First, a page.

Igalious “Ike” Mills grew up working his family’s farm in the Piney Woods town of Nacogdoches. His siblings still keep it running, relying on a lot of the same equipment used by their father and grandfather.
Mills, who is Black, spends much of his energy trying to connect a dwindling number of Black farmers with state and federal programs that can help them keep their operations running. So it was welcome news last year when Congress passed a law intended to help cover the debts of thousands of “socially disadvantaged farmers and ranchers” and correct the U.S. Department of Agriculture’s historic discrimination, long recognized by the agency itself.
But Texas Agriculture Commissioner Sid Miller stepped in. He is among the many white litigants challenging the law, which a federal judge temporarily blocked as court cases play out. And even though Miller filed the suit in April as a private citizen, Mills says his perch as the state’s agriculture commissioner is stoking frustration from farmers of color who already distrust the government.
“They’re disappointed, number one,” said Mills, who is director of the Texas Agriforestry Small Farmers and Ranchers. “And like some of them are saying, ‘Oh, here we go again.’ That pushes us back even further in terms of trying to engage Black landowners to participate in USDA programs.”
Nationally, Black farmers have lost more than 12 million acres of farmland over the past century, according to the Washington Post, due to biased government policies and discriminatory business practices. In 1920, there were over 925,000 Black farmers in the United States, according to the U.S. Department of Agriculture. But by 1997, their numbers had fallen to just under 18,500.
Recent data suggest the USDA continues to disproportionately reject Black farmers for loans. According to a CNN analysis, 42% of Black farmers were rejected for direct USDA loans in 2021, more than any other demographic group.
Last March, Congress passed a sweeping debt relief program for farmers of color. The culmination of 20 years of advocacy, the law would have provided $4 billion worth of debt relief for loans many of them had taken on to stay afloat while being passed over for financial programs and assistance their white counterparts had an easier time obtaining. Black farmers made up about a quarter of those targeted in the bill.
As agriculture commissioner, Miller leads an agency tasked with “advocat[ing] for policies at the federal, state, and local level” beneficial to Texas’s agriculture sector and “provid[ing] financial assistance to farmers and ranchers,” among other duties. In a statement to The Texas Tribune, Miller called the debt relief program “facially illegal and constitutionally impermissible.”
“Such a course will lead only to disunity and discord,” Miller said. “Shame on the Biden Administration for authorizing a program it knows was unambiguously illegal, instead of enacting a proper relief bill that complies with the laws and constitution of the United States.”
But advocates of the program saw it as an attempt to make Black farmers whole after years of USDA discrimination.
USDA press secretary Kate Waters told the Tribune that she couldn’t comment on ongoing litigation. She added the agency is establishing an equity commission of about 30 non-USDA employees to help identify how the USDA can eliminate structural barriers to various programs.
“There is a long history of racism at USDA. It’s a lot to unpack,” Waters said. “We’re on the case and we’re here to regain trust.”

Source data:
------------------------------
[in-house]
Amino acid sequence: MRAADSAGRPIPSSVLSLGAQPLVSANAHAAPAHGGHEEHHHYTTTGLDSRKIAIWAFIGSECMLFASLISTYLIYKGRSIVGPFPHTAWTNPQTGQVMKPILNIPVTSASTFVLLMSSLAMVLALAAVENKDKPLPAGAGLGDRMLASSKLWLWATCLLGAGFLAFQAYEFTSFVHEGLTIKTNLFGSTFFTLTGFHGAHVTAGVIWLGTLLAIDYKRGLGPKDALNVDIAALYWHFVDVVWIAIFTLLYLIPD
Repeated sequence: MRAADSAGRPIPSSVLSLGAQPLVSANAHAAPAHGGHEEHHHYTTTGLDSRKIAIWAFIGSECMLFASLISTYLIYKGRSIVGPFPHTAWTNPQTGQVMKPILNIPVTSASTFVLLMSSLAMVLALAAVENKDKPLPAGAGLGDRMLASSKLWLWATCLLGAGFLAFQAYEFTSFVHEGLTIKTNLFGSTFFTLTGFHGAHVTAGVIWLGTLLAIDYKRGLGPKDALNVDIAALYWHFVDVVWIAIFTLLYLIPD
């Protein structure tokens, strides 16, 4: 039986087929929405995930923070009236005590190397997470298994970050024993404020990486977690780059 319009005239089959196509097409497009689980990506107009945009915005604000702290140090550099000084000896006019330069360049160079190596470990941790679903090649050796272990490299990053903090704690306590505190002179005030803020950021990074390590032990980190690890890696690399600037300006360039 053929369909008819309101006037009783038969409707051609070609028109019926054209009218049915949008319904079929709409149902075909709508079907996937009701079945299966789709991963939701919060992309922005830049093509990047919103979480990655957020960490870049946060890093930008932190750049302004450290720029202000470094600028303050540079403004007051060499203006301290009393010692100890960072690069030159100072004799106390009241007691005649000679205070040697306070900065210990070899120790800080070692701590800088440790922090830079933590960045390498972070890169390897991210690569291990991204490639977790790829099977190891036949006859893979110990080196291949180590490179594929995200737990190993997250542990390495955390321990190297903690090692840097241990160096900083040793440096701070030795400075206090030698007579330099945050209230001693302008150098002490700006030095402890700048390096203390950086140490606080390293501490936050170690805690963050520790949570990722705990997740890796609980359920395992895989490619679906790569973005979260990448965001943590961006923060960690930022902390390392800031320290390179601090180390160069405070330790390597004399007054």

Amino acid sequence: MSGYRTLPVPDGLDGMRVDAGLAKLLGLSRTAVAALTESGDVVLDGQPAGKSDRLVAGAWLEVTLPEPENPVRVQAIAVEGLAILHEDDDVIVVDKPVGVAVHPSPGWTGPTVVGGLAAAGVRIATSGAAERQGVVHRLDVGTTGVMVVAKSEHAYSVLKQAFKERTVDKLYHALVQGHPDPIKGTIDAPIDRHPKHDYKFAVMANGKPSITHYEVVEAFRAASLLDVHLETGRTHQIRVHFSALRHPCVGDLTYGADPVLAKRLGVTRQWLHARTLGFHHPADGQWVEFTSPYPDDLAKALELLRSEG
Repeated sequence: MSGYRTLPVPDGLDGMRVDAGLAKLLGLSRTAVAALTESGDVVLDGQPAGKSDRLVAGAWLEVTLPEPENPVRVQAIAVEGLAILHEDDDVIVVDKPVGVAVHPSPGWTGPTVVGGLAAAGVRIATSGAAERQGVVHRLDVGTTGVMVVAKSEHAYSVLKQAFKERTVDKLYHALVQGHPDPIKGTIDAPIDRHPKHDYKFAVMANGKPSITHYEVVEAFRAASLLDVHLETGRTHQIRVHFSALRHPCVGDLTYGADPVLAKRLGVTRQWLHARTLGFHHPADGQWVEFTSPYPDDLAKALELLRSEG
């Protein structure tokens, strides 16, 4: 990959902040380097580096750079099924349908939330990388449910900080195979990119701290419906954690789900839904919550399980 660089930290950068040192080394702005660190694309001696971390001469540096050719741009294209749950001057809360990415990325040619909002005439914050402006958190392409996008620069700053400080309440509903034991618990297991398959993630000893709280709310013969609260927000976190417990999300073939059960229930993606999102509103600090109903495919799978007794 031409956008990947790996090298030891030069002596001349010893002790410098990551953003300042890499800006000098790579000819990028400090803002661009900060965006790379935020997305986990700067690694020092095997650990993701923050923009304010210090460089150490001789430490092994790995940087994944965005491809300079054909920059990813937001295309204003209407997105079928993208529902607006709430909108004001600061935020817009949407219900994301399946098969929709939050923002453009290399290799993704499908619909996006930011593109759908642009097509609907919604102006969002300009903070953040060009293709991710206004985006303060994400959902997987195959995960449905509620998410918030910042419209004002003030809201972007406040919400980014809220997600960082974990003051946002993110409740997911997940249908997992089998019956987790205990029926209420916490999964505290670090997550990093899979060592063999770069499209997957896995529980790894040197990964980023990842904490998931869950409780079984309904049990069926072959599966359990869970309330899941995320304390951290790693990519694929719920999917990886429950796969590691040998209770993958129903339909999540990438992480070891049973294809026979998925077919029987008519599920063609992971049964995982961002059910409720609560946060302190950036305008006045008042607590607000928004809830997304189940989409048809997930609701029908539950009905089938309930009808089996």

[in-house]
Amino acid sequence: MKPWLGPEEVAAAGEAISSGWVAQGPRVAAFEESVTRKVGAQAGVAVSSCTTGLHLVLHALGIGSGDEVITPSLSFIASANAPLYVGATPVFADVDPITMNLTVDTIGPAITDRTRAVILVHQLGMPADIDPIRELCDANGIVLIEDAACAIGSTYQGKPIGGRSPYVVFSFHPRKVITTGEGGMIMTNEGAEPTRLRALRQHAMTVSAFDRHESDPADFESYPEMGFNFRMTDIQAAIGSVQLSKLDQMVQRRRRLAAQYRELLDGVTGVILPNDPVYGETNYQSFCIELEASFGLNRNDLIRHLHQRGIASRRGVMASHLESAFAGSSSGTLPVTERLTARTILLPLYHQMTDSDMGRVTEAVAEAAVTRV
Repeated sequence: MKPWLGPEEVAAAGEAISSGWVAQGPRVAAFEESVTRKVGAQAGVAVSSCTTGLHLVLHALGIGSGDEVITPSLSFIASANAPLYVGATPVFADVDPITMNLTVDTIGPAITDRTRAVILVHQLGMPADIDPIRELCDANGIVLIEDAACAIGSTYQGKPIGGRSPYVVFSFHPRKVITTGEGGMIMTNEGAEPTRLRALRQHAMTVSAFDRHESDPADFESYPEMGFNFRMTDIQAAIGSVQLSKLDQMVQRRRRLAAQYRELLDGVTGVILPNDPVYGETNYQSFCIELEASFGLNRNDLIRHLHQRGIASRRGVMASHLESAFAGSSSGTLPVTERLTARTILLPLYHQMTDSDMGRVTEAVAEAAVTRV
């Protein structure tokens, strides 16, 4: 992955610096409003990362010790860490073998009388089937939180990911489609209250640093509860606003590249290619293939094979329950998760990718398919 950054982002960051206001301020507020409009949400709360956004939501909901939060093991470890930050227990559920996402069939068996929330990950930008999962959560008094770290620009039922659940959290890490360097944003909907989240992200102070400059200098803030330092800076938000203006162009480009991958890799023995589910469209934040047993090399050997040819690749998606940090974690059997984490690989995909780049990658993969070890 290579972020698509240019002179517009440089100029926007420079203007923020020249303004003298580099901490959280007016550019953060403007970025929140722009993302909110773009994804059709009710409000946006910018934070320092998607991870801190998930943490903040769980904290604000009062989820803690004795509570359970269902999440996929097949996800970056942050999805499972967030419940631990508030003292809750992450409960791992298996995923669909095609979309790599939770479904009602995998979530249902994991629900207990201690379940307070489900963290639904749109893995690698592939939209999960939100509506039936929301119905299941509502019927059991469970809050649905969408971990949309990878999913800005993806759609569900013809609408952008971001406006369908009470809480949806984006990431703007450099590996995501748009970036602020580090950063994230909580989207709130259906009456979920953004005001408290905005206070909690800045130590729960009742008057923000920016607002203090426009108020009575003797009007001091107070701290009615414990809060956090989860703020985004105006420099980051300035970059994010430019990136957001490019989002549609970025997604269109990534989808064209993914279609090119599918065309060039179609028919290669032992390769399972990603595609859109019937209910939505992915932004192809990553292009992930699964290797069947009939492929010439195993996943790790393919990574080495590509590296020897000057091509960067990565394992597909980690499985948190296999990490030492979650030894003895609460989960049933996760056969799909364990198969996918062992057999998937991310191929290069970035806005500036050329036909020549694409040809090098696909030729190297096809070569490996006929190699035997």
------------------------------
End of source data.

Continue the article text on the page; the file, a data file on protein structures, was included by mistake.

But Mills said Miller’s lawsuit is undermining existing efforts to build trust. A federal judge’s halt to the program, thanks in part to Miller’s challenge, paused the USDA’s plans to start paying the loans in June, with eligible farmers and ranchers expected to receive an additional 20% loan to cover the tax burden associated with the relief.
The lawsuit is “like a slap in the face for Black farmers. That just elevates another level of mistrust that we shouldn’t have to deal with,” he said. “They have to understand what we’re trying to develop here. That’s counterproductive.”
History of discrimination, mistrust
A red clay road lined with pine and oak trees leads to Mills’ family farm in Nacogdoches. While much of the equipment his brother uses to keep the farm going is old and needs replacing, the Mills family instead shares equipment with other Black farmers.
Born in 1953, Mills recalls shopping at a white-owned feed store that allowed his family to buy goods on credit until his dad got the money, oftentimes through selling bales of cotton, the farm’s primary export. The store essentially served as the family’s bank, Mills said, because access to financial institutions was “totally unheard of.”
“We had to do what we had to do to survive,” Mills said. It’s a perspective that Black farmers and ranchers share today, Mills added.
Mills also remembers milking cows and making butter with a churn as a child. Mills’ family also grew corn and raised cattle, largely for themselves. While the farm was largely self-sustaining, the family also sold cotton in the market, where Mills said buyers offered his dad lower prices than they would white farmers.
“You kind of expected that because of the Jim Crow attitude and how you’d been treated as a Black farmer and rancher,” Mills said.
And by then, Mills said, the American government had long given Black people little reason to trust it. From its earliest days, America used labor from enslaved people to build up its economy — and the generational wealth of white enslavers.
Mills pointed out how federal troops arrived in Galveston on June 19, 1865, to ensure people still being forced into labor knew their enslavement was no longer legal — over two and a half years after the Emancipation Proclamation.